For more information, go to www.minervoiscruisers.com

The run in to Agen is fairly straight and parallels the A62, but before it is the village of Serignac, another good stopping place with a church that has an octagonal base and very unusual helicoidal clocher (bell tower). From Serignac it’s just 11km to the foot of the Agen flight of four. The locks lift you up through neatly landscaped pounds to what was for me the highlight of the trip, the aqueduct.

Built over nearly ten years and completed in1849, 23 arches, each spanning 20 metres, stride across the river Garonne. When it was completed it was the longest navigable aqueduct in France at 539 metres. Its width of 8.82 metres (with a towpath on either side) means that there has to be a one-way system, but there are traffic lights and basins at either end to avoid mid-section stand-offs. A look over the side at the river which was in flood during our visit and you can see why they built the canal....

The hustle and bustle of Agen (the capital of prunes no less) comes as something of a shock after three peaceful days drifting through the French countryside, but it’s worth the stop - curiously, the station café (Buffet de la Gare) is one of the best places for lunch; the food is excellent and you can understand why it was recommended by Rick Stein in his French Odyssey.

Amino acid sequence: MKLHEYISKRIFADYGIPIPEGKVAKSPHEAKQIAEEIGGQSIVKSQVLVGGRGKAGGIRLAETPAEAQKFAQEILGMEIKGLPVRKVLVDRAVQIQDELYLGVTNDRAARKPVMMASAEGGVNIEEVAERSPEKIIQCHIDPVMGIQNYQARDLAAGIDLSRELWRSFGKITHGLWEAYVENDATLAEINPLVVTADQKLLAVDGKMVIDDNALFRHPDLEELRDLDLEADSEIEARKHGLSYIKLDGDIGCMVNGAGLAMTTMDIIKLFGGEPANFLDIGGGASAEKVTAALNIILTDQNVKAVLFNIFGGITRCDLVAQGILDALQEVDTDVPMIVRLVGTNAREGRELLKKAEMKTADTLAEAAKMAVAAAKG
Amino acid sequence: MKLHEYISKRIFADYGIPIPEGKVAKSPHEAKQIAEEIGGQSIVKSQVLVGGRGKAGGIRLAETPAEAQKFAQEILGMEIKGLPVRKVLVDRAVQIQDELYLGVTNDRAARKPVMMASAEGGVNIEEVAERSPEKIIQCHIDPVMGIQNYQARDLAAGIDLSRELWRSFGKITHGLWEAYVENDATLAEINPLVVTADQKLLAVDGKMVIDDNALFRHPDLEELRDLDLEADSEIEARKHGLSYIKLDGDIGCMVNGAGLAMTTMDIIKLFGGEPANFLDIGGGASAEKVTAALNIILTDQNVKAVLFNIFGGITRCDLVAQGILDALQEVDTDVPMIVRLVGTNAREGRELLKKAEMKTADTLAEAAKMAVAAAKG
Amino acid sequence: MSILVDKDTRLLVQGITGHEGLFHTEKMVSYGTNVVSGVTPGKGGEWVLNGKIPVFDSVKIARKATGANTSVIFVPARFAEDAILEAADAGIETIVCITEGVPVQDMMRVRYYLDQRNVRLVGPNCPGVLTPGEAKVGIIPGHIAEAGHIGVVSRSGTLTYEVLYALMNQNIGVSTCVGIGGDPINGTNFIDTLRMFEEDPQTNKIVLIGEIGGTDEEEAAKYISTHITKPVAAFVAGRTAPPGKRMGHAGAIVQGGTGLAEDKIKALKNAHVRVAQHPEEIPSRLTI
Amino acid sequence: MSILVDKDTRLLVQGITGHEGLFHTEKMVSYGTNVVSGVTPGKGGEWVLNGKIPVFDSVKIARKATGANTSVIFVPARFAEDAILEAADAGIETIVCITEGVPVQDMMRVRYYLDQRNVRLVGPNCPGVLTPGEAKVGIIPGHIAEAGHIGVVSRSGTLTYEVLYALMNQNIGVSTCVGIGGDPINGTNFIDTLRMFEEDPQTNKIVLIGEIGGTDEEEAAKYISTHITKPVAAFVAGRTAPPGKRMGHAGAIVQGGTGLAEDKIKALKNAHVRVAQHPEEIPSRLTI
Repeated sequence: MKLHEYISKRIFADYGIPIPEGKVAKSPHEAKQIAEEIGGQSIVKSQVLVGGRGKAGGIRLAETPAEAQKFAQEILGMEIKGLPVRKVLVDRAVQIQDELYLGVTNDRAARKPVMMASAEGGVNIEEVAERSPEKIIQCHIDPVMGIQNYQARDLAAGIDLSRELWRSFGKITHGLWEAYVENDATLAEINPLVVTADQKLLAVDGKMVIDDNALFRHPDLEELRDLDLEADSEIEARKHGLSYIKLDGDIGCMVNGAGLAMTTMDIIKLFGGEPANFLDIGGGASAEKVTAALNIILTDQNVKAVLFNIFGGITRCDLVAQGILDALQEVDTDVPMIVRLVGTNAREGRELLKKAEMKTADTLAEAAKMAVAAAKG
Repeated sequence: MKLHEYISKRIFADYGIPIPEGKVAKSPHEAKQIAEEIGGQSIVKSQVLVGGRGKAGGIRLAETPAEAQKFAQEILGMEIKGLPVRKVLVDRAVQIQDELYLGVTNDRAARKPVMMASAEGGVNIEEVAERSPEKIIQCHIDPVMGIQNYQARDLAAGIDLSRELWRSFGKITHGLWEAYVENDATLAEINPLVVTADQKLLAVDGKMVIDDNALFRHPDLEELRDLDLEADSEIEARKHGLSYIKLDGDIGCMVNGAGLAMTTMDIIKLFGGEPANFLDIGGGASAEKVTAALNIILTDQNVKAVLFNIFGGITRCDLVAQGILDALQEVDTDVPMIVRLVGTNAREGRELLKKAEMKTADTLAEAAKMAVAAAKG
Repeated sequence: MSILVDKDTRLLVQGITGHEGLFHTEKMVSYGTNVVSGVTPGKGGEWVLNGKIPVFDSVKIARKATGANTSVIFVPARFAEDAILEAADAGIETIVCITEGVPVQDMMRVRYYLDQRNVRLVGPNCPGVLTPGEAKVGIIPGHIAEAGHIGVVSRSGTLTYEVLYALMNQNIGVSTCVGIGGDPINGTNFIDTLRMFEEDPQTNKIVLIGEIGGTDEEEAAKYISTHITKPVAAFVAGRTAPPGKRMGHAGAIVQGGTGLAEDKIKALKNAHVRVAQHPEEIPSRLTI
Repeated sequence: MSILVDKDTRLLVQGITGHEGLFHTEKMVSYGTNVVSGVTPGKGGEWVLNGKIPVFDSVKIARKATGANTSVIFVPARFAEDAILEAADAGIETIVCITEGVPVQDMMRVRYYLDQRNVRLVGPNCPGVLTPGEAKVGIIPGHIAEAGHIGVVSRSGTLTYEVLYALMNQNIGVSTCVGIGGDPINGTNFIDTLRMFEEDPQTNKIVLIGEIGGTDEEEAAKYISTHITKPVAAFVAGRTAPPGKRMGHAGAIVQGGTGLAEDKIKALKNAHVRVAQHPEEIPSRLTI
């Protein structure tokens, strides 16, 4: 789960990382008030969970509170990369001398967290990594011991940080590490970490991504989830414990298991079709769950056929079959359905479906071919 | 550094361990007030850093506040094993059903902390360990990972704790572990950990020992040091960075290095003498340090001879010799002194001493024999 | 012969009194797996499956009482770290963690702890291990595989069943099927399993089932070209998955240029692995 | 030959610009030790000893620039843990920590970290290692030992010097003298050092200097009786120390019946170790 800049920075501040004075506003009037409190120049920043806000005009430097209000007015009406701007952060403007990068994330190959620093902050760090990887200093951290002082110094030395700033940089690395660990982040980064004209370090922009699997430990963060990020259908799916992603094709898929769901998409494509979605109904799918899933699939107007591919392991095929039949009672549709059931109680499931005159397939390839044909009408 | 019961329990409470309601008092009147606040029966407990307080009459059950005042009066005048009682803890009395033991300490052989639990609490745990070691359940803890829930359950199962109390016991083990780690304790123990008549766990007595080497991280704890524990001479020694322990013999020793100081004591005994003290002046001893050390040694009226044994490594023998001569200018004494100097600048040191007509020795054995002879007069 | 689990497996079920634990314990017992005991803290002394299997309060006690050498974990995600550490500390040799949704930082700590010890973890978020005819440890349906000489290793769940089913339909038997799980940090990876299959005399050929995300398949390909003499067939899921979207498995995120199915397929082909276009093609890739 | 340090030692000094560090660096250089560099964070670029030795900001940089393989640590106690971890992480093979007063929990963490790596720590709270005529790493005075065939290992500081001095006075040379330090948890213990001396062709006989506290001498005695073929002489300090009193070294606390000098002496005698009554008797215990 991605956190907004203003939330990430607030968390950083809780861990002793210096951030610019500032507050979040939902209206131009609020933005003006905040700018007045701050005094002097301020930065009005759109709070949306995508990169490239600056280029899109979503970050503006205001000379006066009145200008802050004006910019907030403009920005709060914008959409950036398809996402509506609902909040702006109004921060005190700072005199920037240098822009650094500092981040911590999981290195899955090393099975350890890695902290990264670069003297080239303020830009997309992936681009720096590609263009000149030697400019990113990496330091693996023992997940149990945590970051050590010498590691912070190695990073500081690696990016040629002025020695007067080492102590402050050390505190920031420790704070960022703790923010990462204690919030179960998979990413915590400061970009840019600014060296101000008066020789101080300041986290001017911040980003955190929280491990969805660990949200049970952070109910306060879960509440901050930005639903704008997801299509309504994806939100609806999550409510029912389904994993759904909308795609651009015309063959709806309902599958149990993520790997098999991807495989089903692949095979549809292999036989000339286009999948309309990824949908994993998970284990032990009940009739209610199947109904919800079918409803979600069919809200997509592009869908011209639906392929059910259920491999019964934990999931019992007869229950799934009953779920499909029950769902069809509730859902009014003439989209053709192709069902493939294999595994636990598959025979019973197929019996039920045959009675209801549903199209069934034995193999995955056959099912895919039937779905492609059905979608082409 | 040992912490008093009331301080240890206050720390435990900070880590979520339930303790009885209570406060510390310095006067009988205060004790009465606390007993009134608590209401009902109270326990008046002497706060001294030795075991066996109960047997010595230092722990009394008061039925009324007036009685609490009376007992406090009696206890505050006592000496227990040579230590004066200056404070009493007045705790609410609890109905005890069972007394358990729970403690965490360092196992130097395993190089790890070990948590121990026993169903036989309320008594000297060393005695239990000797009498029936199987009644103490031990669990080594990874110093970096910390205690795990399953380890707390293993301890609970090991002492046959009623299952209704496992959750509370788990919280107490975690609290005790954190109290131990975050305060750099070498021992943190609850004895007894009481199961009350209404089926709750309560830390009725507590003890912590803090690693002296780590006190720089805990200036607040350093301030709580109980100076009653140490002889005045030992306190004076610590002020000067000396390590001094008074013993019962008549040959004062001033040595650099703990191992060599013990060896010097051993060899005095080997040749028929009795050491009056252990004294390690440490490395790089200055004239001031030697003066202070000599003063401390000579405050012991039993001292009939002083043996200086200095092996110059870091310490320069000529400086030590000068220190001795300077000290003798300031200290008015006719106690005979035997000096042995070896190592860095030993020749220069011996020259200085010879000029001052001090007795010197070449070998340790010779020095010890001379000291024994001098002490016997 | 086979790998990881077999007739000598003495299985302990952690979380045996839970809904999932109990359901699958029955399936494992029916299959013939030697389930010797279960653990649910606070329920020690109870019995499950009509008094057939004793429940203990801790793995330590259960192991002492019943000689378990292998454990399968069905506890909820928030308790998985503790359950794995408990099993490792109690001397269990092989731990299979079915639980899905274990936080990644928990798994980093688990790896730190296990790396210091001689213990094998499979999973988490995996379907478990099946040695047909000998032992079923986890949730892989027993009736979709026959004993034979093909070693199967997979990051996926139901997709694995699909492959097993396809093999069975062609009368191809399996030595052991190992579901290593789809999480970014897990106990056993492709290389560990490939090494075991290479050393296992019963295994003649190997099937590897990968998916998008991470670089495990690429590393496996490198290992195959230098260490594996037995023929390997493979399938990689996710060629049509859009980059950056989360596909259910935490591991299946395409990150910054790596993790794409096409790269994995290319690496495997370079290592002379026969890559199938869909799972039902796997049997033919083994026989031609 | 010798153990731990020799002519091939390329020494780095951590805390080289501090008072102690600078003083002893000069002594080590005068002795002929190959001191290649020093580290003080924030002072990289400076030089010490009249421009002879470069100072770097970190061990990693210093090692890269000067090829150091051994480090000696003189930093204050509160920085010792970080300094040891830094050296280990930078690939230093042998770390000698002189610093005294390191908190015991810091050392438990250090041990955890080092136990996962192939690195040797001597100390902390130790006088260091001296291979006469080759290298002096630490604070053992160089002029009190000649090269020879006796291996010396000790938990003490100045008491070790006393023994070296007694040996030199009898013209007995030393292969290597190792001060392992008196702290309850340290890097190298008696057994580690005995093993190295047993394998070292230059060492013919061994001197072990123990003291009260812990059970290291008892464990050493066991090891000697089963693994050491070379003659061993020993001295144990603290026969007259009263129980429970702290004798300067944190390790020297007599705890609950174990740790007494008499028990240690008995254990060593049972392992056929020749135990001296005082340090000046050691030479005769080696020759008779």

With only a week to play with, Agen is the place to turn around and then it’s simply a case of retracing your steps to Meilhan, stopping en route at the places you perhaps missed the first time around or simply because you want to stop there again. This time you’re going ‘downhill’ and if anything it’s even easier.

So what to make of cruising this canal? lt’s easy and relaxing, the locks are simple, you can go onto the Baise for a few days of variety and there’s plenty to see and do. It’s nice to do it on a narrowboat, too - the French people walking and cycling along the towpath (part of the voie verte or Green Way and excellently maintained, BW take note!) didn’t seem too sure what to make of these strange English boats, but were always keen to shout bonjour and wave. Plus, of course, the weather is usually perfect for boating, it’s quiet and the locks are a pleasure.

It’s certainly different to boating in the UK and it makes a pleasant change.

The Pont d'Agen is spectacular 
		- so long you need a very wide angle lens for pictures.